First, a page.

It is symbolic that in the year of the century of joint victory, the Foreign Ministers of Ukraine, Poland and Lithuania signed a joint declaration on the establishment of a tripartite platform for political, economic, cultural and social cooperation - the "Lublin Triangle".
The new regional cooperation, which was established in Lublin - the city where the union of the same name was proclaimed, reflects the search for a so-called "lands in between" cooperation project that would give the countries of the region an additional way to confront Russia and to promote common interests in the West.
Among the most important parts of the declaration are the commitment never to recognize the Russian occupation of Ukrainian Crimea and Sevastopol, to promote military cooperation between the three countries and with NATO, and to use the format to coordinate responses to security challenges and more broadly.
The document emphasizes the strategic importance of intensifying cooperation between the European Union, NATO and the Eastern Partnership countries, and notes the importance of effective cooperation within the framework of the "Three Seas Initiative". The Declaration on the Establishment of the Lublin Triangle also contains a commitment to provide mutual support in the fight against the coronavirus pandemic, which is now extremely important.
Another thing of notice that most of the Mediterranean countries are part of the so-called "Three Seas" format, the fifth anniversary of which was celebrated in 2020.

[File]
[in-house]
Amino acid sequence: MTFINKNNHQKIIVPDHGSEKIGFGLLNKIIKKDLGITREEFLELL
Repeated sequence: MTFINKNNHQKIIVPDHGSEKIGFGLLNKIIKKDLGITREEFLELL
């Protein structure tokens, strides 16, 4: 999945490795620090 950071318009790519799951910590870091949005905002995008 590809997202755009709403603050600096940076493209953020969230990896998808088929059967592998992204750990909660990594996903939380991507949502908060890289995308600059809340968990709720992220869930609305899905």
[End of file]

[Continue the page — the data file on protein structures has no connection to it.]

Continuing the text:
The Trimoria Initiative is a flexible policy platform comprising 12 EU Member States between the Adriatic, Baltic and Black Seas (Austria, Bulgaria, Estonia, Latvia, Lithuania, Poland, Romania, Slovakia, Slovenia, Hungary, Croatia, Czech Republic). The association aims to promote cooperation between member states and their partners, economic growth and energy security, as well as to strengthen cohesion and unity in Europe.
The topic of economic development is key in the Trimory program. Every year it becomes more practical. Thus, in September 2018, at the third summit of the association in Bucharest, six countries signed a memorandum on the establishment of a joint investment fund for the implementation of key projects in the region.
The first investors were Poland and Romania, which agreed to allocate 520 million euros for the Initiative. This year, these countries were joined by Latvia and Estonia, which offered to contribute 20 million euros to the investment fund. Thus, the total size of the fund should be 560 million euros.
The Tallinn Summit, which took place on October 19-20, 2020, is another investment achievement. Poland, as the largest country of the Initiative, has announced the allocation of additional funds to finance projects in the region. Thus, the board of the Bank of National Economy (BGK) decided to increase the Polish share to 250 million euros.